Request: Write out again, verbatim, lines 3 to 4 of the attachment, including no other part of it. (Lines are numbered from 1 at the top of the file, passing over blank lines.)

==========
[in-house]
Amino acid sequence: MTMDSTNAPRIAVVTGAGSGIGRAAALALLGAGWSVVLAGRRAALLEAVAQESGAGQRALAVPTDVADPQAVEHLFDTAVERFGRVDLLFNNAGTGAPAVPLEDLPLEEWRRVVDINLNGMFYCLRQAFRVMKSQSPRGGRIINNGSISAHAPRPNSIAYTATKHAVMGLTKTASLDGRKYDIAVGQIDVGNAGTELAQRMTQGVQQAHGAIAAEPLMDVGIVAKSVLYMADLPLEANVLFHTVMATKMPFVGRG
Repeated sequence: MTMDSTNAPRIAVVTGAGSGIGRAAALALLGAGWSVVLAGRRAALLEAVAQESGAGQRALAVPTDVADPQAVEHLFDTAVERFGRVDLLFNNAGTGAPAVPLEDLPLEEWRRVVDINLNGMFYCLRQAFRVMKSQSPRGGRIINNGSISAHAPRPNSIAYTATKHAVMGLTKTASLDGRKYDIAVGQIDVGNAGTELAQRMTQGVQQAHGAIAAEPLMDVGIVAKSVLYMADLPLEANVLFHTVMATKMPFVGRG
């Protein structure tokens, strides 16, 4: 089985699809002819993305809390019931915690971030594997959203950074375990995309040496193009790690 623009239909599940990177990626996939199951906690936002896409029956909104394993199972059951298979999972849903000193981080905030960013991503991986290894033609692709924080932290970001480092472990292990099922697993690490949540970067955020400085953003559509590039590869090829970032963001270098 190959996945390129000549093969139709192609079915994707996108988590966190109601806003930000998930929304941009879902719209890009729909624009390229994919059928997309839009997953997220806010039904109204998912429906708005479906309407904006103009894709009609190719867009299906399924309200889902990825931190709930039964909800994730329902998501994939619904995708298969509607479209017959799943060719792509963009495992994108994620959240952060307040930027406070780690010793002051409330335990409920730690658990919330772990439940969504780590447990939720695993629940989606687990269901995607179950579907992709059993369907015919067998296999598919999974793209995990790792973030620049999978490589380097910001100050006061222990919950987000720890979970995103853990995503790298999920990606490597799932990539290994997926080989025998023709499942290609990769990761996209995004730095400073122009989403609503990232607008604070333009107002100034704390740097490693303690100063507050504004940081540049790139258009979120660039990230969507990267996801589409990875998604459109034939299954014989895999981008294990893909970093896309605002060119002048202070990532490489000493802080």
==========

Repeated sequence: MTMDSTNAPRIAVVTGAGSGIGRAAALALLGAGWSVVLAGRRAALLEAVAQESGAGQRALAVPTDVADPQAVEHLFDTAVERFGRVDLLFNNAGTGAPAVPLEDLPLEEWRRVVDINLNGMFYCLRQAFRVMKSQSPRGGRIINNGSISAHAPRPNSIAYTATKHAVMGLTKTASLDGRKYDIAVGQIDVGNAGTELAQRMTQGVQQAHGAIAAEPLMDVGIVAKSVLYMADLPLEANVLFHTVMATKMPFVGRG
């Protein structure tokens, strides 16, 4: 089985699809002819993305809390019931915690971030594997959203950074375990995309040496193009790690 623009239909599940990177990626996939199951906690936002896409029956909104394993199972059951298979999972849903000193981080905030960013991503991986290894033609692709924080932290970001480092472990292990099922697993690490949540970067955020400085953003559509590039590869090829970032963001270098 190959996945390129000549093969139709192609079915994707996108988590966190109601806003930000998930929304941009879902719209890009729909624009390229994919059928997309839009997953997220806010039904109204998912429906708005479906309407904006103009894709009609190719867009299906399924309200889902990825931190709930039964909800994730329902998501994939619904995708298969509607479209017959799943060719792509963009495992994108994620959240952060307040930027406070780690010793002051409330335990409920730690658990919330772990439940969504780590447990939720695993629940989606687990269901995607179950579907992709059993369907015919067998296999598919999974793209995990790792973030620049999978490589380097910001100050006061222990919950987000720890979970995103853990995503790298999920990606490597799932990539290994997926080989025998023709499942290609990769990761996209995004730095400073122009989403609503990232607008604070333009107002100034704390740097490693303690100063507050504004940081540049790139258009979120660039990230969507990267996801589409990875998604459109034939299954014989895999981008294990893909970093896309605002060119002048202070990532490489000493802080």